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David Coolidge

Economics Behind Racial Struggle in the South

(30 September 1946)

From Labor Action, Vol. 10 No. 39, 30 September 1946, p. 5.
Transcribed & marked up by Einde O’ Callaghan for the Encyclopaedia of Trotskyism On-Line (ETOL).

In these articles I have discussed many aspects of the problem which is known as “The South.” I have discussed this problem as it is connected and related to the AFL and CIO organization campaign. All of the questions discussed, and many more which have not been mentioned, are an integral part of the very difficult task of getting the workers of the South organized into trades unions.

Liberals, particularly Northern liberals, are wont to lay great emphasis on the demagogic and inflammatory character of the political and economic propaganda carried on by the Southern politicians. It is necessary to emphasize who these politicians are from the standpoint of their social origins. We have already discussed their connection with Northern capitalism and the bloc they have with the chief political representatives of Northern capitalism in both the Republican and Democratic Parties.

This brazen alliance is extremely significant and cannot be emphasized too strongly. Northern Republicans continue to speak of themselves as the “party of Lincoln.” By this they say that they are the party of freedom and progress. They also proclaim in their election platforms that “the Republican Party is historically the friend of labor.” It is with this sort of demagogic propaganda that the Republicans obscure not only the real historic role of Lincoln as the head of the party of triumphant Northern capitalism, but at the same time they obscure the present bankruptcy of capitalism and the extremely reactionary character of the present Republican Party.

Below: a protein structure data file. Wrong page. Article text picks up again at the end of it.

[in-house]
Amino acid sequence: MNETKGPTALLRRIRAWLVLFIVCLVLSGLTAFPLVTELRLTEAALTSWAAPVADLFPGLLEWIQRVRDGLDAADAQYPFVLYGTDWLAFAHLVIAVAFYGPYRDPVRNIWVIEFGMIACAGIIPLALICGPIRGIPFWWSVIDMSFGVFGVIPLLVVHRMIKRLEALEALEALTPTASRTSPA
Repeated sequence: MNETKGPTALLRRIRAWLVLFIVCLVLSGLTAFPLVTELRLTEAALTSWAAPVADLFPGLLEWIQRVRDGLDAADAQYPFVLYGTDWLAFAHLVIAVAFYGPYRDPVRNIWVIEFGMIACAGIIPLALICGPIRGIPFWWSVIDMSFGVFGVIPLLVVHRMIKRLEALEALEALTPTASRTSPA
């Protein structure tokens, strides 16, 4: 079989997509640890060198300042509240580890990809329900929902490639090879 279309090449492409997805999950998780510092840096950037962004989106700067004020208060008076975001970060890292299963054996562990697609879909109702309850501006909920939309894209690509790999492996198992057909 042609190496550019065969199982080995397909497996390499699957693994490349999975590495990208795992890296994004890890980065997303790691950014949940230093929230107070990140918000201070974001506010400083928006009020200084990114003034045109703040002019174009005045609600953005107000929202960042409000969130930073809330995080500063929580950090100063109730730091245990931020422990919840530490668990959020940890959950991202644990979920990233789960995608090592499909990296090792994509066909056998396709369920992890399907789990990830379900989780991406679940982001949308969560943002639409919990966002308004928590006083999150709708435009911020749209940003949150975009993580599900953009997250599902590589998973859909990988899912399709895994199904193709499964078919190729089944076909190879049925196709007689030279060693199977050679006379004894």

Northern Democrats participate in this deception and the two together make a bloc with the most reactionary and bombastic Southern blackguards. This is all in the interest of Northern monopoly capitalism; that is to say, in the interest of U.S. monopoly capitalism.

The Conflict in the South

While there is a conflict in the South between the big planters and the Southern and Northern industrialists, this conflict is merely a struggle between these two sections of the ruling class for priority in the exploitation of the Southern toilers. The Southern Talmadges, Arnalls and Bilbos serve one or the other or both masters. Simultaneously, however, each in his own way seeks to enhance his own local economic, political and social independence and prestige. Each seeks, therefore, to build a political machine and to become a part of the native Southern economic groups. They must have something to sell to their masters. The most potent article to put up for sale is the political support of the masses and control of State Legislatures and City Councils.